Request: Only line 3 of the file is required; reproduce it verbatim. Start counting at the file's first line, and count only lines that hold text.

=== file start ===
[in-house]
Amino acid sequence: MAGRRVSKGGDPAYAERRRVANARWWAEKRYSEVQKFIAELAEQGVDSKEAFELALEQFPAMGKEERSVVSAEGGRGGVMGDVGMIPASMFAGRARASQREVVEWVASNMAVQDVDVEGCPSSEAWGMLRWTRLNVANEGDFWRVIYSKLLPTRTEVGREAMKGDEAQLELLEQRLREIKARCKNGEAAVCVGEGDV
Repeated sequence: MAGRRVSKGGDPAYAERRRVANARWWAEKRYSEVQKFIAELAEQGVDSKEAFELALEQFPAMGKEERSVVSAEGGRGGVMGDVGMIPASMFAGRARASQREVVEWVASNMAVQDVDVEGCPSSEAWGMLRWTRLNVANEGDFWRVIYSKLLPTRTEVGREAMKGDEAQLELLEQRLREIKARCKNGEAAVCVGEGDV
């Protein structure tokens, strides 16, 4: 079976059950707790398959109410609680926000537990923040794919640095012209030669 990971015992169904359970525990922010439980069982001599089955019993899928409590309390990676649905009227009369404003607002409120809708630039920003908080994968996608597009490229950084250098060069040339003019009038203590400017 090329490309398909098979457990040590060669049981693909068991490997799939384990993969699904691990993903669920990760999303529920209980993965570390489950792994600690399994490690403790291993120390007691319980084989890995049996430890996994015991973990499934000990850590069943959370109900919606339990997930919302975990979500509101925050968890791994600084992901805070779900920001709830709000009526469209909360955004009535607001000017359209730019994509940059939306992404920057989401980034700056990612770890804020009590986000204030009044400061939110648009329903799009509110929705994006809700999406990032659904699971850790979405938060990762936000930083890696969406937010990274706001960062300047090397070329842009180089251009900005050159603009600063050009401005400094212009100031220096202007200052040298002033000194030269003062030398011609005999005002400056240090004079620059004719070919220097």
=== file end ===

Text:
Repeated sequence: MAGRRVSKGGDPAYAERRRVANARWWAEKRYSEVQKFIAELAEQGVDSKEAFELALEQFPAMGKEERSVVSAEGGRGGVMGDVGMIPASMFAGRARASQREVVEWVASNMAVQDVDVEGCPSSEAWGMLRWTRLNVANEGDFWRVIYSKLLPTRTEVGREAMKGDEAQLELLEQRLREIKARCKNGEAAVCVGEGDV